By Gavin Roy
Since the Industrial Revolution in the 18th and 19th centuries, carbon dioxide in the atmosphere from the burning of fossil fuels has increased from 280ppm (parts per million) to 390ppm across the globe. This has led to a net warming in the atmosphere to a magnitude that is still being quantified. Complicating the quantification, however is the difficulty of separating natural cycles in the Earth’s orbit (Milankovitch cycles) from human-induced changes in greenhouse gas emissions.
The last time the Earth was entering into a similar warm period due to natural changes in the Earth’s orbit was during medieval times, around 950 AD. This warmer period, dubbed the Medieval Climate Anomaly, or MCA, persisted until approximately 1400 AD. The Earth then slowly started shifting into what is now called the Little Ice Age, which lasted from 1400 to 1900 AD. These eras are confirmed by paleoclimatic records, including ice cores, tree rings and sedimentary analysis. Actual data from weather instruments also substantiate the last few centuries of the Little Ice Age.
Since the beginning of the 20th century, a steady warming has been well-documented by human observational data and ongoing paleoclimatic research. This warming has also been successfully reproduced in retrospective climate models given the known increase in carbon dioxide concentration in the atmosphere.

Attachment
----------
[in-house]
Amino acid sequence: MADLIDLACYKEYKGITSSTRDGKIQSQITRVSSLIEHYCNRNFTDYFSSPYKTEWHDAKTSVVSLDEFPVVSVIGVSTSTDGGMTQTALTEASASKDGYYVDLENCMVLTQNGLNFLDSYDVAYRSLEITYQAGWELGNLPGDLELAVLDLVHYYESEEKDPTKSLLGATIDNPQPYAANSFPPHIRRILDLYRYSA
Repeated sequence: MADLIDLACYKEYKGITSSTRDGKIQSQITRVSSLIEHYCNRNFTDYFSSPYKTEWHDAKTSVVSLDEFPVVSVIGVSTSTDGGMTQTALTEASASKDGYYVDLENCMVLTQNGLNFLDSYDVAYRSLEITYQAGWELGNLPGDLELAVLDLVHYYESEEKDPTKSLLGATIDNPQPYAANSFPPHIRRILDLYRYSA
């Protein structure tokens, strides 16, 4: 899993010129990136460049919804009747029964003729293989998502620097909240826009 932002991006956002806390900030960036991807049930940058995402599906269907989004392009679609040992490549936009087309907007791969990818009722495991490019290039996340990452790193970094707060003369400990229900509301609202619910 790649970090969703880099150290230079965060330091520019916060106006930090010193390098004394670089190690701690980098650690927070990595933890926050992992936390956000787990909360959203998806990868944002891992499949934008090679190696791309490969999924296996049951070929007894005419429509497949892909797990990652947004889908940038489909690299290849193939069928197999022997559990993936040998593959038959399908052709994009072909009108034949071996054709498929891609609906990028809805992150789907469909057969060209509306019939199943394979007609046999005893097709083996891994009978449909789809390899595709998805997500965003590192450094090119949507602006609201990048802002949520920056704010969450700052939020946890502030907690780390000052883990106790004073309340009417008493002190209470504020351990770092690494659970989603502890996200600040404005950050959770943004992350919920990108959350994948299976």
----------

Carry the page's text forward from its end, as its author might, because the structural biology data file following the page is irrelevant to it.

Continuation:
Thus, as we prepare for the effects of a slightly warmer climate, we look to the past to see how the Earth adapted to the most recent similarly-warmer period, the MCA. Paleorecords from high- and mid-latitudes in the Northern Hemisphere indicate that temperatures were, for several decades, just as warm as during the 20th century. Ice data show that sea ice recession in many areas was just as intense as it has been recently. However, some geological records show no noticeable signals of a warm phase.
It can, therefore, be hypothesized that the MCA was stronger in some areas than in others; modifying each region’s climate in different ways. One would expect today’s global warming to behave in a similarly non-uniform manner. This non-uniformity includes differences in magnitude of change and differences in geographic location. This latter difference is one that is often forgotten when discussing changes in the Earth’s climate.
Recent global climate change is not to be a question of ‘if’ but rather of ‘how much.’ Ongoing comparative studies between the MCA and today’s climate will further contribute to a definitive answer to our climate change questions that will not end with determining simply ‘how much’ but will go on to include ‘where.’
Diaz, Henry, Ricardo Trigo, Malcolm Hughes, Michael Mann, Elena Xoplaki, and David Barriopedro. “Spatial and Temporal Characteristics of Climate in Medieval Times Revisited.” Bulletin of the American Meteorological Society. Nov. 2011: 1487-1500. Print.